While you’re at it, you can also go back and view the Youth Music Festival, which aired Wednesday.

See and hear Latter-day Saint youths from around the world take the virtual stage to testify and perform gospel songs — including 16-year-old Liahona Olayan and her 17-year-old brother, Ammon, Hawaiian natives who performed three pieces.

“I know there’s a lot of people out there that have hard times,” Liahona said in a news release. “These songs have many messages, but our purpose ... is to bring people closer to Christ.”

Youth choirs from around the globe united on the youth theme song, “Go and Do,” sung in multiple languages, including Swahili and Maltese.

“Everybody’s going through some really hard things right now, and we are responding by saying, ‘Hey, let’s take some time and let’s celebrate what’s good,’” said Brad Wilcox, second counselor in the Young Men general presidency. “‘Let’s enjoy some good music together. Let’s come together from all over the world and feel the unity that exists among the youth of the church.‘”

The broadcast is available on demand at YouTube.com/StrivetoBe in the Gospel Library app’s music collection and on ChurchofJesusChrist.org.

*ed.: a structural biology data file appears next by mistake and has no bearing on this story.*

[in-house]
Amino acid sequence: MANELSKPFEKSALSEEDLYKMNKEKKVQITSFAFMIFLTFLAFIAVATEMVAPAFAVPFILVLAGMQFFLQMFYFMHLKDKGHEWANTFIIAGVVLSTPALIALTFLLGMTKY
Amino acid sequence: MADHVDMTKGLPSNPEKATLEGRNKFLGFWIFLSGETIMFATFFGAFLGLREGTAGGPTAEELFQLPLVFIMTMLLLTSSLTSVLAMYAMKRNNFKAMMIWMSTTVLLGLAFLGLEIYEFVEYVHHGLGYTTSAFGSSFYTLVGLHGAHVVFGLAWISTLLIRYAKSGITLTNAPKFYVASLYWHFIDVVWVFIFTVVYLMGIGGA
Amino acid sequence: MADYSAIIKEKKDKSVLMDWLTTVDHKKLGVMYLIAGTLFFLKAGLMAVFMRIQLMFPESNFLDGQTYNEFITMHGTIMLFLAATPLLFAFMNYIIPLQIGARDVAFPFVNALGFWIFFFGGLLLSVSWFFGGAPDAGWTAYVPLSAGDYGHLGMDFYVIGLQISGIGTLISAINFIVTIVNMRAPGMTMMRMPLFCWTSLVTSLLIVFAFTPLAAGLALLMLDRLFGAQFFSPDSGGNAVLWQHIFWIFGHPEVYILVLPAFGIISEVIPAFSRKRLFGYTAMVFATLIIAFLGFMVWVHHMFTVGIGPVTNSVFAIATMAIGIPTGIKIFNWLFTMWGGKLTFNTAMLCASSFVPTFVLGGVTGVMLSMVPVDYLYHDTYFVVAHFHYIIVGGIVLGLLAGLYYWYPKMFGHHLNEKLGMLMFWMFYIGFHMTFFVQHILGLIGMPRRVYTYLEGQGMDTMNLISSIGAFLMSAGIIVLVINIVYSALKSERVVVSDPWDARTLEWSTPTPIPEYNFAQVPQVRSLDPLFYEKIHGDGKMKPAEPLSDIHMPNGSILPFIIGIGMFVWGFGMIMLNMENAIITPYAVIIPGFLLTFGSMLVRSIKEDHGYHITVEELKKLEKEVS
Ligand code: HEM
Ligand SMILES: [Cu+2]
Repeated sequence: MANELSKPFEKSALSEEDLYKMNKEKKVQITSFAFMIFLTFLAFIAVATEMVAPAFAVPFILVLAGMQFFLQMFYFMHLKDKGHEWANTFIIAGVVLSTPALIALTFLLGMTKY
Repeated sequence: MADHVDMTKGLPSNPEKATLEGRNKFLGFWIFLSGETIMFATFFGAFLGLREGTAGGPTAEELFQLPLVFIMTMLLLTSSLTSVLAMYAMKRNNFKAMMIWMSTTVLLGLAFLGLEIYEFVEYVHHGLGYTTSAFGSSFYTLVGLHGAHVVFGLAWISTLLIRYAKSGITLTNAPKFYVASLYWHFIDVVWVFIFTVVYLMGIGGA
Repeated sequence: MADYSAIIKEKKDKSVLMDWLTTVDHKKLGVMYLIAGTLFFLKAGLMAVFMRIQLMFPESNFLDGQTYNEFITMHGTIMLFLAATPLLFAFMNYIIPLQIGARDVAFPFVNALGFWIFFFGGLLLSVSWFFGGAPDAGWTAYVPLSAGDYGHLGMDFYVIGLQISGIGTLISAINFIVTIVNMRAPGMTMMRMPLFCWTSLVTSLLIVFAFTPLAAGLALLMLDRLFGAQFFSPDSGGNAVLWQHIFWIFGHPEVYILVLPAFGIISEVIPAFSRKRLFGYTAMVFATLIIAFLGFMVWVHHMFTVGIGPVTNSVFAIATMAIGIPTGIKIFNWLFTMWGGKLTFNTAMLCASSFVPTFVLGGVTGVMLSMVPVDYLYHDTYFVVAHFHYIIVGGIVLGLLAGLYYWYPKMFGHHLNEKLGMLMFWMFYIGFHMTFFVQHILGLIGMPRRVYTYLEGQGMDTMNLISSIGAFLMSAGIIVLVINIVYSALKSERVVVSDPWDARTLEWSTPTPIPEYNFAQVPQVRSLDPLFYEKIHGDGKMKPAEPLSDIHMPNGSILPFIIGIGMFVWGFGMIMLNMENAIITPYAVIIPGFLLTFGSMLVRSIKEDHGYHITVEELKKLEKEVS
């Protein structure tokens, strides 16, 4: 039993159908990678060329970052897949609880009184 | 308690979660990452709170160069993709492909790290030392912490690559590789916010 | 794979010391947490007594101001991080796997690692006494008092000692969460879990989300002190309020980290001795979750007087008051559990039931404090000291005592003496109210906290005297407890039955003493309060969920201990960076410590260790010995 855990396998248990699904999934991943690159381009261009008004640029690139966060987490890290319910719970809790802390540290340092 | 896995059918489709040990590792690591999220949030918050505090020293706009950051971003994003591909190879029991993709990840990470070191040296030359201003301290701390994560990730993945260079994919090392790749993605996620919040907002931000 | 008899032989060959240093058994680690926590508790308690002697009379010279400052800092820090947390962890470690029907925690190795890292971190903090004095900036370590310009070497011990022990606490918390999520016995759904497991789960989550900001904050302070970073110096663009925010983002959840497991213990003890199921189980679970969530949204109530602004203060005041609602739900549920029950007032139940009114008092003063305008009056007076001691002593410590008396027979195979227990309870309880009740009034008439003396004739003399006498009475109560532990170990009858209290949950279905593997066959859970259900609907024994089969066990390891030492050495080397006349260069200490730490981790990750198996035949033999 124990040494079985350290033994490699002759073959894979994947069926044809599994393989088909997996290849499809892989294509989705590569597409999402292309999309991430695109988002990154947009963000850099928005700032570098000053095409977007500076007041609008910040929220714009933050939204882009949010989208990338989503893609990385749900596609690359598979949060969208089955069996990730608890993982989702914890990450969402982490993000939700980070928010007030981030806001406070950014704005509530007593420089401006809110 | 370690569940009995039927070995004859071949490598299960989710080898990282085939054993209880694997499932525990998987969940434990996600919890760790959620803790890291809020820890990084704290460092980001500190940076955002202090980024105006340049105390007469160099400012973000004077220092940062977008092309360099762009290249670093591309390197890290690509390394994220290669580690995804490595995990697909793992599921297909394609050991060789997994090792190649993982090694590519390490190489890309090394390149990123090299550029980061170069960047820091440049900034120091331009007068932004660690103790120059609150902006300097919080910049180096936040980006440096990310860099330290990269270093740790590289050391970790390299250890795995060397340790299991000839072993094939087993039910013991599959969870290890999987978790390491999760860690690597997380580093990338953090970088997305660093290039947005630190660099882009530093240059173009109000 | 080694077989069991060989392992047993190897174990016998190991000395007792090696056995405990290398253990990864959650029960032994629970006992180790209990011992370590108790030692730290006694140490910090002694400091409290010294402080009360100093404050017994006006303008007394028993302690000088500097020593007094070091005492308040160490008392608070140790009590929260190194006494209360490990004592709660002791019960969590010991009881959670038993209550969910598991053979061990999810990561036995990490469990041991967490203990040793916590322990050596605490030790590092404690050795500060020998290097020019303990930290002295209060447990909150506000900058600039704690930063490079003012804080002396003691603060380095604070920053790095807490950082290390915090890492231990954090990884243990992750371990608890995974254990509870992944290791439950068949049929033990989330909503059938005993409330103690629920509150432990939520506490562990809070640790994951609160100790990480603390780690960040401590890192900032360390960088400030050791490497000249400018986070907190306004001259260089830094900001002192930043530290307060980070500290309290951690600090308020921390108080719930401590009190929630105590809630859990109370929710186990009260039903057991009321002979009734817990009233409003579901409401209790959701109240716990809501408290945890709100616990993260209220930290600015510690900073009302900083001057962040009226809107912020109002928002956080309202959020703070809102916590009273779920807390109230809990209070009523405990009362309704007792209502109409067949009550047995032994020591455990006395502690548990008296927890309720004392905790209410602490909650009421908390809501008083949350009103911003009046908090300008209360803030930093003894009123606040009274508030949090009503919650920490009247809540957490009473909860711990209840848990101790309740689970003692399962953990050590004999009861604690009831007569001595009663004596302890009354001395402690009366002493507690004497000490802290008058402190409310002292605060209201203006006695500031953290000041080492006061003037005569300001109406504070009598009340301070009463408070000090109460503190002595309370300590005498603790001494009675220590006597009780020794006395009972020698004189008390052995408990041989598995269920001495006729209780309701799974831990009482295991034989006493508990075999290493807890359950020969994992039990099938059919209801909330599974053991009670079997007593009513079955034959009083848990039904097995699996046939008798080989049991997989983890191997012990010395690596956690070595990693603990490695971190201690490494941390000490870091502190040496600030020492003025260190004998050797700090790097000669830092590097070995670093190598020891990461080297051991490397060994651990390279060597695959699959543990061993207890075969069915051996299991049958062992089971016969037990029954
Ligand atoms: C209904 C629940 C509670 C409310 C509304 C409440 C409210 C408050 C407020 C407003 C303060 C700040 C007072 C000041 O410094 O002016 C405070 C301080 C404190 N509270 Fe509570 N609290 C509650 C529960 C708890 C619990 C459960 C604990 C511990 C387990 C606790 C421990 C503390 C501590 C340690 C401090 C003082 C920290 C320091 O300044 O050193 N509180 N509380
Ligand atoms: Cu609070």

(Photo courtesy of The Church of Jesus Christ of Latter-day Saints) Brothers Yahosh and Oba Bonner, members of the musically talented Bonner family, perform “Peace in Christ,” as part of the Youth Music Festival 2020 broadcast, which aired on Wednesday, July 29, 2020. Yahosh hosted the event for youths that showcased music from the 2020 youth music album.

Relief efforts

• Latter-day Saint Charities recently delivered a truckload of food — 40,000 pounds of it — to Amarillo, Texas, to benefit Catholic Charities and the High Plains Food Bank, KAMR-TV’s Myhighplains.com reported. That’s enough to feed 1,400 families.

• The church also teamed up with The Salvation Army to distribute 120 food boxes and $2,000 in gift cards, according to Oklahoma’s Ada News.

“Working together, we’re determined to make a difference for as many as possible affected by this pandemic,” said Laurie Fried, director of emergency disaster services for The Salvation Army in Arkansas and Oklahoma.

Temple updates